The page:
The Rev. Raymond Davis Jr., founder and emeritus, Greater Corinthian Church of the Christ: This question gives focus to a Christian teaching of priority — the return of Christ. The church calls this “coming soon,” the second coming of Christ Jesus, speaking to this event inspired great explanation with great expectation.
Jesus’ return is not according to knowing “when.” Rather, scripture has Jesus saying, “but of that day and hour no man knoweth; no, not the angels in heaven, but My Father only.” But he does place before his followers a term of great moral worth, the word, “Watch.”
Consider what he says (Matthew 24:42): “Watch therefore; for you know not what hour your Lord doth come … be ye also ready.”
Regarding this teaching, skepticism abounds among men, high and low, in refute of this great hope. Consider: “Where is the promise of his coming?” But scripture rebuffs these skeptics, who are called scoffers; it is careful to keep believers’ faith in touch with God’s time.
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Be not ignorant of this one thing — one day is with the Lord as a thousand years, and a thousand years as one day. The Lord is not slack concerning his promise as some men count slackness. (2 Peter 3:3-4; 9-10)
A full knowledge of his side of Gospel teaching — Jesus’ return is a declaration of a glorious future.
Therefore we are encouraged to comfort one another with this doctrine.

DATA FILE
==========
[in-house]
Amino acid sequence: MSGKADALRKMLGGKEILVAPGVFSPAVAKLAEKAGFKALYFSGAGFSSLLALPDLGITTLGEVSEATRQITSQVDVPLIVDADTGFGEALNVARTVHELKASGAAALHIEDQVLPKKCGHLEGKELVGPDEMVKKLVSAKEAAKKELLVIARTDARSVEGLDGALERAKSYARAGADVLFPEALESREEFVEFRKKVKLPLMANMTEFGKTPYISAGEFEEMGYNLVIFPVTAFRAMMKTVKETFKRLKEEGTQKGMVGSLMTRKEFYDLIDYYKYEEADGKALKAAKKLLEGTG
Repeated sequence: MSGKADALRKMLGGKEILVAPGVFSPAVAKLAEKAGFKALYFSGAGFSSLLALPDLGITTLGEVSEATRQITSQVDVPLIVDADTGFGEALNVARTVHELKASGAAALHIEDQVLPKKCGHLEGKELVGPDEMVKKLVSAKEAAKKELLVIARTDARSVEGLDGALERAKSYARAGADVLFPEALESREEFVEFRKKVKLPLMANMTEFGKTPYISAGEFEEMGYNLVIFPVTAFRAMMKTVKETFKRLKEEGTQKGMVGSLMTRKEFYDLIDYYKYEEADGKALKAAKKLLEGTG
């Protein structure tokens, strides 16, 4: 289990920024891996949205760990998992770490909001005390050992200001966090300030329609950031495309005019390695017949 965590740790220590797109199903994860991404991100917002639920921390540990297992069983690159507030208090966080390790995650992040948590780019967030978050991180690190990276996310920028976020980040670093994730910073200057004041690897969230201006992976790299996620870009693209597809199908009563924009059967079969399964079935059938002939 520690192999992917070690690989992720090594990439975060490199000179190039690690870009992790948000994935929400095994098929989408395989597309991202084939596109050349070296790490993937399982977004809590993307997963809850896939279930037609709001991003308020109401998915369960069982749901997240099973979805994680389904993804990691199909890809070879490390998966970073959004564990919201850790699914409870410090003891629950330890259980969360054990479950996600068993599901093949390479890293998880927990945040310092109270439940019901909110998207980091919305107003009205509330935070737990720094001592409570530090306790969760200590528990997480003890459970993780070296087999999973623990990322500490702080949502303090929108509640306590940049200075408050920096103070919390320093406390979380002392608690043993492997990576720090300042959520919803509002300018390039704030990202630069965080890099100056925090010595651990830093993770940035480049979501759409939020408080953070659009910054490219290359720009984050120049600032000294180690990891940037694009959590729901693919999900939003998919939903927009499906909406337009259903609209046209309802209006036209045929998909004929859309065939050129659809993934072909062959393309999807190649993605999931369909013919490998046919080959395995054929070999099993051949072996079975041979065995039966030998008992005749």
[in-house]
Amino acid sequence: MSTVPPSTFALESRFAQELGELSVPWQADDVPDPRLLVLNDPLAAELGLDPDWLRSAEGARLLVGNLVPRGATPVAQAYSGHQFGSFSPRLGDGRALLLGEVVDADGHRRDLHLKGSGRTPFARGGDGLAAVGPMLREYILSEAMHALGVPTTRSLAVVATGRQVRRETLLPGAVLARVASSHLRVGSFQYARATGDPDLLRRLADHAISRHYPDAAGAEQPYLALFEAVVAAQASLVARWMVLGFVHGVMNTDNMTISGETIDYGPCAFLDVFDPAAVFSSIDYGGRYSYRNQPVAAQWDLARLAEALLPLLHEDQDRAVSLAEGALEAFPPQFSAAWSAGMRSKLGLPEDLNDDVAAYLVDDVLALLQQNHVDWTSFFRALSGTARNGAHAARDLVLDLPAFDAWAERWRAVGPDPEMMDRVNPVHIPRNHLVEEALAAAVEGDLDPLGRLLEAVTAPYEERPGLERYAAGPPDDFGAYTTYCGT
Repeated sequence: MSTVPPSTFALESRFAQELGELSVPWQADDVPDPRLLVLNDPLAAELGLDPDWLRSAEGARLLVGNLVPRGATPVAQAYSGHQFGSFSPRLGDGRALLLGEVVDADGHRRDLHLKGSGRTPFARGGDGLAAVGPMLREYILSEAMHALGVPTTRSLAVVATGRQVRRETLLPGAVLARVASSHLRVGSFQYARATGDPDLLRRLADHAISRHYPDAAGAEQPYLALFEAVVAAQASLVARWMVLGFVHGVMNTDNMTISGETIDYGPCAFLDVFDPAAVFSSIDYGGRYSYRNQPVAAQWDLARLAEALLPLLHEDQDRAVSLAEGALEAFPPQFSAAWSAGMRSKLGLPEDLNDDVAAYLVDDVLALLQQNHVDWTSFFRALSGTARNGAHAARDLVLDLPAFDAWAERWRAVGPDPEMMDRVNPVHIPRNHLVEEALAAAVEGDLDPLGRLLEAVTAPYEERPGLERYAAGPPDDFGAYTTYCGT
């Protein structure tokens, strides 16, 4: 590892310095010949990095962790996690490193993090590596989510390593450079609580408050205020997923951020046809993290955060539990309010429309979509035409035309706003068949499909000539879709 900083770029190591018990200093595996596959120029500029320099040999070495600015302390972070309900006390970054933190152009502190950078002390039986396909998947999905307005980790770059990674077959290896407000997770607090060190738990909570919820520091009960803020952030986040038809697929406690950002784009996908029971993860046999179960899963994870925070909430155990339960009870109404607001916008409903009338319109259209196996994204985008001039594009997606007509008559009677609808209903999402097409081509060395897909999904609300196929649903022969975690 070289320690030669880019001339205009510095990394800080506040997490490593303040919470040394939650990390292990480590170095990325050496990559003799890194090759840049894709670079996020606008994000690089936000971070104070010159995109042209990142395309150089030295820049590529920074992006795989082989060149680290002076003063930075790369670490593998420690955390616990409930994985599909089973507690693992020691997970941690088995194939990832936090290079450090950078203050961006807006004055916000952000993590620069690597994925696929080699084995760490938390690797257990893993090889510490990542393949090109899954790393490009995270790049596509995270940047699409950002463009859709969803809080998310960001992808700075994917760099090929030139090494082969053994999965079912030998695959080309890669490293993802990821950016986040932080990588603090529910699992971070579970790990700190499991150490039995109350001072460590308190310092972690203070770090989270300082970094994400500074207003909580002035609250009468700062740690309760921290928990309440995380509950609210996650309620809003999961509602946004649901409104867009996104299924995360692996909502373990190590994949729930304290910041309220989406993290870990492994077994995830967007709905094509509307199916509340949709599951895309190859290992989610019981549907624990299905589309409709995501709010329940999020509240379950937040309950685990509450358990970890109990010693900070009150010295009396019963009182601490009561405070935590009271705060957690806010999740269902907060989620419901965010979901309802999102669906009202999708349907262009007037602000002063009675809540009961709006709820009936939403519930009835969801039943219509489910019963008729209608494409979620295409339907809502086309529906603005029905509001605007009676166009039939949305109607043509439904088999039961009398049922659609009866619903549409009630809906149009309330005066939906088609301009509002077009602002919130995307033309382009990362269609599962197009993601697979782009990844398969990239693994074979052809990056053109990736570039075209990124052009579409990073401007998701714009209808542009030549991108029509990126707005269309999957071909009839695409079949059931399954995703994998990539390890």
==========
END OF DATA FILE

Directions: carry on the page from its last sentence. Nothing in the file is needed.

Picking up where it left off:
The Rev. Holly McKissick, Peace Christian Church UCC: It’s really not that hard to explain. The scriptures often tell us more about what people wanted Jesus to say than what he actually said.
This quote from the book of Revelation is a case in point. It was written down some 70 years after the time of Jesus. These “apocalyptic” scriptures — those that express hope that Jesus will return with a big bang, end the world as we know it and swoop up the faithful few — are not the heart of Jesus’ teachings but are found along the edges of the scripture quilt.
The writer who recorded these words lived in a Christian community experiencing persecution; think the ancient equivalent of embassy bombings and hostage standoffs. Not to mention the daily grind of disease and hunger.
They’d had it. They were worn down; the bumper stickers on their wagons read, “I’m already against the next war.” Some longed for a savior who would come back and carry them to a safe haven, and soon.
They faced the same choice we face: Escape the world or get engaged and improve it. I’m not staring at the heavens looking for a savior to return and rescue me, but I have my ways of escaping: shopping and screens, exercise and eating.
That’s OK, now and then, but what Jesus needs is a Christian community committed to the heart of his teaching: bringing good news to the poor and liberty to the oppressed, creating a just, peaceful world for all.
The Star’s Voices of Faith writers can be reached at email@example.com.